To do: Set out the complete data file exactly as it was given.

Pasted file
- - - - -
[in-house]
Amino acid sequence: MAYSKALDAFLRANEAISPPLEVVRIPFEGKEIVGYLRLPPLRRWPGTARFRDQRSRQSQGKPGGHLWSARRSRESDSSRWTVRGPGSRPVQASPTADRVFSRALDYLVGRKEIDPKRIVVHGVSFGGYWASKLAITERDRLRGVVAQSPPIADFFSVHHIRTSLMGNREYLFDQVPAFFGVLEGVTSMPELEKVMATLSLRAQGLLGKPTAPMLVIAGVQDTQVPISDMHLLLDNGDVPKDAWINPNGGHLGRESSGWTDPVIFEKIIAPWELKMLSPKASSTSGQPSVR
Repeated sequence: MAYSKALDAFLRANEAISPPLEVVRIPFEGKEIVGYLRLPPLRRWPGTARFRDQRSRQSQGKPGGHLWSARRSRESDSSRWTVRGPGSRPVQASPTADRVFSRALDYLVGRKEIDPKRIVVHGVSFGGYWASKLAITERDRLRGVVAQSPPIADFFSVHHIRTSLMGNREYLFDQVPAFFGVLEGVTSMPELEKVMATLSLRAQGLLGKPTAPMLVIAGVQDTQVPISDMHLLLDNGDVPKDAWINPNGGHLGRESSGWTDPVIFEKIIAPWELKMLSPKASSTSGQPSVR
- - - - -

[in-house]
Amino acid sequence: MAYSKALDAFLRANEAISPPLEVVRIPFEGKEIVGYLRLPPLRRWPGTARFRDQRSRQSQGKPGGHLWSARRSRESDSSRWTVRGPGSRPVQASPTADRVFSRALDYLVGRKEIDPKRIVVHGVSFGGYWASKLAITERDRLRGVVAQSPPIADFFSVHHIRTSLMGNREYLFDQVPAFFGVLEGVTSMPELEKVMATLSLRAQGLLGKPTAPMLVIAGVQDTQVPISDMHLLLDNGDVPKDAWINPNGGHLGRESSGWTDPVIFEKIIAPWELKMLSPKASSTSGQPSVR
Repeated sequence: MAYSKALDAFLRANEAISPPLEVVRIPFEGKEIVGYLRLPPLRRWPGTARFRDQRSRQSQGKPGGHLWSARRSRESDSSRWTVRGPGSRPVQASPTADRVFSRALDYLVGRKEIDPKRIVVHGVSFGGYWASKLAITERDRLRGVVAQSPPIADFFSVHHIRTSLMGNREYLFDQVPAFFGVLEGVTSMPELEKVMATLSLRAQGLLGKPTAPMLVIAGVQDTQVPISDMHLLLDNGDVPKDAWINPNGGHLGRESSGWTDPVIFEKIIAPWELKMLSPKASSTSGQPSVR